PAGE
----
The Québec maritime Blog
Since I love the sea, I’m always delighted when such a passion is fostered in children, especially my own daughter. It’s great to admire the breathtaking scenery that the sea and the St. Lawrence provide for us along the coast, but it’s even more fascinating to discover the mysterious world under the water.
Here are three interactive activities for children that focus on the majestic St. Lawrence and that lit up my daughter’s eyes when we tried them. These were our favourites, but I didn’t know anything about them until we road-tripped in the maritime regions of Québec this summer. I highly recommend all three if you’re travelling as a family in Côte-Nord and Gaspésie.
Touch tank on Grande Basque Island, in Sept-Îles
Every day in the summer, volunteer divers harvest various live specimens from the bottom of the St. Lawrence, which they share with the naturalist guides on Grande Basque Island in the Sept Îles Archipelago. Visitors can then learn about these marine organisms during touch tank activities. The organisms are kept all day in an aquarium and then released back into the sea.
During the workshop, you will be introduced to the world of starfish, gastropods, crabs and sea cucumbers while being given the opportunity to touch and hold these organisms. Fun for all ages!
Grande Basque Island also offers 12 km (7 mi.) of marked trails and a wilderness camping area.
Exploramer: A permanent exhibit, touch tanks and activities
As soon as I set foot in the Exploramer science museum in Sainte-Anne-des-Monts, I knew that this centre is a must-see for anyone visiting the Gaspé Peninsula. Two different types of sea excursions are offered during which you can either participate in hauling in crab and whelk traps or become an oceanographer and collect data (salinity, turbidity, acidity, tagging, etc.). This “sea lab” allows visitors to actively participate in studying the marine environment, since the data gathered during the excursion will be compiled by biologists. You can also put on a pair of waders and take advantage of the low tide to investigate what fish and other organisms have been caught in the fyke net along the shore.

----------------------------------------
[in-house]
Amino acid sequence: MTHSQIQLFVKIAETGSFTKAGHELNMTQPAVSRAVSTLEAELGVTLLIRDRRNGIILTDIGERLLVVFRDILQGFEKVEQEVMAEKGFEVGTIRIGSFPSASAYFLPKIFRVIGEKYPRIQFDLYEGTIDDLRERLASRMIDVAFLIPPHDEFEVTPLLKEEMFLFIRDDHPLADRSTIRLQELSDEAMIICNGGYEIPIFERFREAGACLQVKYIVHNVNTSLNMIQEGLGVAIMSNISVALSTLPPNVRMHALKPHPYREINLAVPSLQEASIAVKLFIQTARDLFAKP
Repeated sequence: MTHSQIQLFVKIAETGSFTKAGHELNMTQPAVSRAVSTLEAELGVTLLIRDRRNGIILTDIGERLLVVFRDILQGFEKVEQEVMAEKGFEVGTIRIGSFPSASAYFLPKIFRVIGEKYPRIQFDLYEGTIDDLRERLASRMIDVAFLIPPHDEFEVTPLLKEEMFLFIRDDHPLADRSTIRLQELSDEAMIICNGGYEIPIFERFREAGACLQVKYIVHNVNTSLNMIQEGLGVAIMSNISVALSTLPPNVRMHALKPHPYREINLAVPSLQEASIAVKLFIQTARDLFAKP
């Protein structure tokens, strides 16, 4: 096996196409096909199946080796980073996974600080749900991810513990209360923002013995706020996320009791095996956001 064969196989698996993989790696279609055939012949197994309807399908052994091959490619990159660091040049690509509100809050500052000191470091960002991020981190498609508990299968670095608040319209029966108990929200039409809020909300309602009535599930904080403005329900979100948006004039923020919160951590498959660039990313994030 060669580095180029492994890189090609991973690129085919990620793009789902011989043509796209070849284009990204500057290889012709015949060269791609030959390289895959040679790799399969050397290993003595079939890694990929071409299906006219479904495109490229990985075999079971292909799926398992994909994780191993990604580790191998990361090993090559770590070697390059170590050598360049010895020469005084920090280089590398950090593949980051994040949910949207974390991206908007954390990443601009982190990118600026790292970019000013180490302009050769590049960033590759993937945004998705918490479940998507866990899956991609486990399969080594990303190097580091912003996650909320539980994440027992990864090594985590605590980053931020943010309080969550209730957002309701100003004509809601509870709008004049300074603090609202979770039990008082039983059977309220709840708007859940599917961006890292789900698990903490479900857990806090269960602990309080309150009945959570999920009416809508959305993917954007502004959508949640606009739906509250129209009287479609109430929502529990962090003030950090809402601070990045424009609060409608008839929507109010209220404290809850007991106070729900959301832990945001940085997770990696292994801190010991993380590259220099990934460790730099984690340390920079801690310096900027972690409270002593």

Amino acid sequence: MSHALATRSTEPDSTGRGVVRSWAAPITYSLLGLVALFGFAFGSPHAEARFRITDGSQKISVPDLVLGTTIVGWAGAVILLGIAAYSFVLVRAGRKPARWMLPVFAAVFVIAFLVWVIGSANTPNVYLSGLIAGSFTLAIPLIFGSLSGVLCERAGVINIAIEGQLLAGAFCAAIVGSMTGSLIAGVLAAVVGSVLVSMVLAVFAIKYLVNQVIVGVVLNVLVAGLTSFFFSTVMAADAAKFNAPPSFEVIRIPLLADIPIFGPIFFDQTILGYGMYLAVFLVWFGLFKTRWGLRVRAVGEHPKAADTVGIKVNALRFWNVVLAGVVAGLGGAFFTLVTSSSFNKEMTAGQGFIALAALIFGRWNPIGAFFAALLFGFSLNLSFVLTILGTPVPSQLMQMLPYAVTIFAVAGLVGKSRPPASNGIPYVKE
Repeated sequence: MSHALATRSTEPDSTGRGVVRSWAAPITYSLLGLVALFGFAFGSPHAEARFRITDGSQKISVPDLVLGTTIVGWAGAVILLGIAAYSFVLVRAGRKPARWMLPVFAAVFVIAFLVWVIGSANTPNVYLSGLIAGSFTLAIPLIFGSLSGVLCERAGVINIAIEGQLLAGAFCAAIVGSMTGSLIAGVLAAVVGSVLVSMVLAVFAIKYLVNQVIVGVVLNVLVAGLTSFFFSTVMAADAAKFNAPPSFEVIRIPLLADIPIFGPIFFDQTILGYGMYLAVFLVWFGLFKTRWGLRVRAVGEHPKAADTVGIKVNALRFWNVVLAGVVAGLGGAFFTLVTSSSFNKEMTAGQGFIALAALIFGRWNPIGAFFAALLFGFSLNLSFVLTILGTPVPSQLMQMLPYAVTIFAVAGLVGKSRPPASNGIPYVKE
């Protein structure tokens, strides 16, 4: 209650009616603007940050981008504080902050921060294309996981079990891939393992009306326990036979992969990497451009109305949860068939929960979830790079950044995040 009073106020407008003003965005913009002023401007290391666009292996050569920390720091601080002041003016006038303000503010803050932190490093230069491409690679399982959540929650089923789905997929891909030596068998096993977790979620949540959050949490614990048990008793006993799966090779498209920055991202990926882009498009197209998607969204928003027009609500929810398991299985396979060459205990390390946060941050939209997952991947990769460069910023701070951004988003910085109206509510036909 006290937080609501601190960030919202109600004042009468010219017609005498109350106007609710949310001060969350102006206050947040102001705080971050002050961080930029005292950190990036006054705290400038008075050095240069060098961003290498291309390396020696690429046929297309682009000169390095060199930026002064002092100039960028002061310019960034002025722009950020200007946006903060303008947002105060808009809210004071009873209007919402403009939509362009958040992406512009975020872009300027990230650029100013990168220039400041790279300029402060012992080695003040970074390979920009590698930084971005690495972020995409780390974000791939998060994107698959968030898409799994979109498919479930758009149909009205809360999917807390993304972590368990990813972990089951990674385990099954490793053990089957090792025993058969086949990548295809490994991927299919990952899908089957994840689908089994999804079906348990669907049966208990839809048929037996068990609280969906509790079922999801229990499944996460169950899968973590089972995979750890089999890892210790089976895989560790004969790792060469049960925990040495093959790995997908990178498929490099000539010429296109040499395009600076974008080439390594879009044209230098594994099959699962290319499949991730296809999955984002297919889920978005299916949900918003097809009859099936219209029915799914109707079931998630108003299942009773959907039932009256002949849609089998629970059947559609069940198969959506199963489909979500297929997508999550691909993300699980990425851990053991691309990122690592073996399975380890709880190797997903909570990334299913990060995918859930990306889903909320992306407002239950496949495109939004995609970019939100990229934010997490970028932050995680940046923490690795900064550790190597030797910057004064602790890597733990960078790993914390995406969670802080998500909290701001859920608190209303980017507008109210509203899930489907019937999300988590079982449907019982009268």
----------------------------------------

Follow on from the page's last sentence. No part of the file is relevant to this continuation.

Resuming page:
Exploramer also showcases about 50 species from the Gulf of St. Lawrence in tanks and aquariums, including touch tanks, which are a favourite among visitors of all ages. Here are a few interesting facts I learned during my visit (to find out more, you’ll just have to stop in and see for yourself!):
- Although they move very slowly (about 8 cm or 3 in. per minute), starfish are voracious predators. They feed on whelk and other molluscs by sucking them up with their mouth, which is located at the centre of their lower surface. On the back of a starfish, you may notice a small circle that at first glance seems insignificant. This is actually the starfish’s madreporite, a powerful filter that allows entry of seawater into the animal’s water vascular system.
- Gastropods secrete a type of mucus that prevents them from dehydrating. Moon snails are the largest gastropods. They have a radula, a tongue with teeth that they use to bore holes into the shells of other molluscs. The process is also aided by enzymes that help break down their food.
- When faced with danger, sea cucumbers can expel their internal organs to slow down predators and give themselves time to escape. The missing organs are then regenerated.
Regional history activities
The Musée de la Gaspésie is also another must-see for anyone visiting Gaspé. This regional history museum presents the history and heritage of the Gaspé Peninsula through an archives centre and a permanent exhibit, Gaspésie... A Grand Journey. Not surprisingly, the museum also offers educational activities for kids. Ten mini iPads are available with the app Amuse-Personnage (available in French only, English coming soon), which teaches kids about people who contributed to the history of Gaspésie. These include Jacques Cartier, as well as a cod fisherman and a whale hunter, both of whom helped shape the identity of this region. The app asks kids to identify objects and artefacts in the exhibit by associating them with the characters, who are then introduced in more detail.
I also loved the Fishing for Words activity, which takes visitors through the permanent exhibit. A large mural decorates the walls of the exhibit room, illustrating marine animals, shipwrecks, legends and typical local boats. Flashlight in hand, kids can read the clues that will help them discover the mystery word in the waves. It’s a fun activity they can enjoy while their parents learn more about the history and culture of Gaspésie.